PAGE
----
After 15 years of use and abuse in my sweaty jeans, my wallet had finally reached the end of its run. Looking at a worthy replacement, I started shopping around the web and found several canditates. However, either slightly too bulky or just out of my means, I finally decided to build my own. A tedious search on the web turned up this one, a template for a simple bifold wallet with slots for two cards on each size. Careful analysis of the design indicated that there was much more to leather work than met the eye and instead of cooking up my own design only to risk the wallet not folding properly, I opted to simply follow the instructions (for once). It’s sturdy, maintainable and looks good; hopefully, it will outlast me.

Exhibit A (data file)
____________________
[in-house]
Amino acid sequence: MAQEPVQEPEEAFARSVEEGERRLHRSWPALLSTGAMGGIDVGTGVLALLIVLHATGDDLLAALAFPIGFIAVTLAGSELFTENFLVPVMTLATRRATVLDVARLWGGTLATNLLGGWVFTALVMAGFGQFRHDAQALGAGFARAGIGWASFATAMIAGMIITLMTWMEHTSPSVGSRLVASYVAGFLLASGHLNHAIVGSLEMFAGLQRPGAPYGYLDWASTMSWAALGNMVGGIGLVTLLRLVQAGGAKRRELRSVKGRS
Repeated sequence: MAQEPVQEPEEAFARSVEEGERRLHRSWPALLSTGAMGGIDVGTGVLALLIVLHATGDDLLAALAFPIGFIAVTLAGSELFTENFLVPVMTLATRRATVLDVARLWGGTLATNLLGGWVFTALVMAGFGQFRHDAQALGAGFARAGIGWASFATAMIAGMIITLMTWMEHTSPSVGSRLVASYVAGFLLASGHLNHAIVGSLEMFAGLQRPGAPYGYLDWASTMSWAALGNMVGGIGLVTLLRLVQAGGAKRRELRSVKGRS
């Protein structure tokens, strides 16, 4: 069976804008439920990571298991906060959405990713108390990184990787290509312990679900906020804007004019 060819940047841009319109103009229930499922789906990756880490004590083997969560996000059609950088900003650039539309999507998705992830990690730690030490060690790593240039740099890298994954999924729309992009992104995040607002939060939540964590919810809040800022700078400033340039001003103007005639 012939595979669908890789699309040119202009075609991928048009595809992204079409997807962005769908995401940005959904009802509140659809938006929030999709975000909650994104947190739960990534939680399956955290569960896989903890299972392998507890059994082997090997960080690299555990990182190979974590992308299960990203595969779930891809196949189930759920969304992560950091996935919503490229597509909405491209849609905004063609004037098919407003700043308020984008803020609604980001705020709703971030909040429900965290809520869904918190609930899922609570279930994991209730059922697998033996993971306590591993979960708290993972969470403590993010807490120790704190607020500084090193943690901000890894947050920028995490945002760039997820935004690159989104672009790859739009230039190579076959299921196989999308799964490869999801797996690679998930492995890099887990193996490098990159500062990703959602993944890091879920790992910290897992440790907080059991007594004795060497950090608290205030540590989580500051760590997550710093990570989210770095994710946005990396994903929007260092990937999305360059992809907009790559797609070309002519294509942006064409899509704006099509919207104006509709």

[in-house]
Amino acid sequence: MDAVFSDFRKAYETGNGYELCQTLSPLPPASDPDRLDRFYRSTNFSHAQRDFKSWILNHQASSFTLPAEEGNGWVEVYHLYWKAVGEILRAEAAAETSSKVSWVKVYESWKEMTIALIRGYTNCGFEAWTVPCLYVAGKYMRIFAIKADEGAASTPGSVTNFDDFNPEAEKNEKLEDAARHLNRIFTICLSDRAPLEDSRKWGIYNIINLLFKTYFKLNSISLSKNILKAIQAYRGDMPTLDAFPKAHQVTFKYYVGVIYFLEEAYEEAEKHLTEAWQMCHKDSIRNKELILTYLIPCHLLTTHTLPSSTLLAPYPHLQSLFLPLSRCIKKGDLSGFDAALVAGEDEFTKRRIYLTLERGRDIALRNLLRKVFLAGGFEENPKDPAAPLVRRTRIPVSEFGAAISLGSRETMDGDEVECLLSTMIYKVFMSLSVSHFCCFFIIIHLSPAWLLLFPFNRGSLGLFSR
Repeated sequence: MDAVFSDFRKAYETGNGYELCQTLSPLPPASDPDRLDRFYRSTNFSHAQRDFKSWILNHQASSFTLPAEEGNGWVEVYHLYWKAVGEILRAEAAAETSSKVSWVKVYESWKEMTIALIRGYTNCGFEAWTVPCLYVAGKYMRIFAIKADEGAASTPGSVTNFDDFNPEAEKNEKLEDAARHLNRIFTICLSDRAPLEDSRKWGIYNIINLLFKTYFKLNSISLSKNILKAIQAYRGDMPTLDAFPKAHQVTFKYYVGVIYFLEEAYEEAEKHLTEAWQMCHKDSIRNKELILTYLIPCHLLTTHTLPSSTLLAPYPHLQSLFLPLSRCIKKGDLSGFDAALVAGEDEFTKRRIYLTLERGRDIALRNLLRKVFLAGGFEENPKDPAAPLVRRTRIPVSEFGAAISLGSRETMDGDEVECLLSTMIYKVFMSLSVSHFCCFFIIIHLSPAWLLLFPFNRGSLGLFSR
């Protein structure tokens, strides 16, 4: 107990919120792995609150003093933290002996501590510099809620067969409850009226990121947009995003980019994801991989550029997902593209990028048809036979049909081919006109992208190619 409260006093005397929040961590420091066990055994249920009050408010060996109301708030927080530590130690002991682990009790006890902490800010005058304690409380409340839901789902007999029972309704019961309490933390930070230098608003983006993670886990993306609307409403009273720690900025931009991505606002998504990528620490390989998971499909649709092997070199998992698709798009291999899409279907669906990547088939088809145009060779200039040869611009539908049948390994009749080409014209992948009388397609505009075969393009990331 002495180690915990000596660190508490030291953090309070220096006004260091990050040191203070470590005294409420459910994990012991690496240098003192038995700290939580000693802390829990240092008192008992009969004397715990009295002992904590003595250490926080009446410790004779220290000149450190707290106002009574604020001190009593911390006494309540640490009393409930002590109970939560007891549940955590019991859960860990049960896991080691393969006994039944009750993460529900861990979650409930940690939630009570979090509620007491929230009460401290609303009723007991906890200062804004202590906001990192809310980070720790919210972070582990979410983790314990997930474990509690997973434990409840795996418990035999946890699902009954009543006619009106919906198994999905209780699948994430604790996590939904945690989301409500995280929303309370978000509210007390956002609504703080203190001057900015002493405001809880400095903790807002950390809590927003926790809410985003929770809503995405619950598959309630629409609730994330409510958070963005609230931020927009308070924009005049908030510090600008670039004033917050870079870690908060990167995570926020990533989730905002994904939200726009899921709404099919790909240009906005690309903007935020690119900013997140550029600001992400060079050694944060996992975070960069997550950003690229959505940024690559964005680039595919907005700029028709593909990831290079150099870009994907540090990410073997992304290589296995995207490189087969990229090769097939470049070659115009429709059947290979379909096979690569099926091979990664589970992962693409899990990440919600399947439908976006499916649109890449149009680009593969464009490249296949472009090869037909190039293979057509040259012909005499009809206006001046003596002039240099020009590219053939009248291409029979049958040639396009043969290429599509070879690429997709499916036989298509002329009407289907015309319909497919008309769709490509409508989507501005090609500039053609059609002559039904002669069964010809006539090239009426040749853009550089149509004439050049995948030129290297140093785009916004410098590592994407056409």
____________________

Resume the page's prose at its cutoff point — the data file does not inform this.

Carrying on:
Wanting to offer some as Christmas gifts as well, I ended up making three. Here is abbreviated list of the challenges I encountered during the building:
- leather is difficult to find, be thorough in you search for sources, call every fabric shop and cobbler in your region and once you find some, get there and feel the material for yourself;
- sewing leather is long and tedious if you want to do it properly (with saddle stitching in this case), get the right needles and be patient, I ended up going through David Attenborough’s entire series on plants and birds in the course of putting mines together;
- burnishing the edges of the leather (ie: make them smooth and shiny) is hard and appears to not work on vegetables tanned types; you also need a burnisher, which I build by cutting a section of a branch, hooking it up to a Dremel and then sculpting it to make a groove.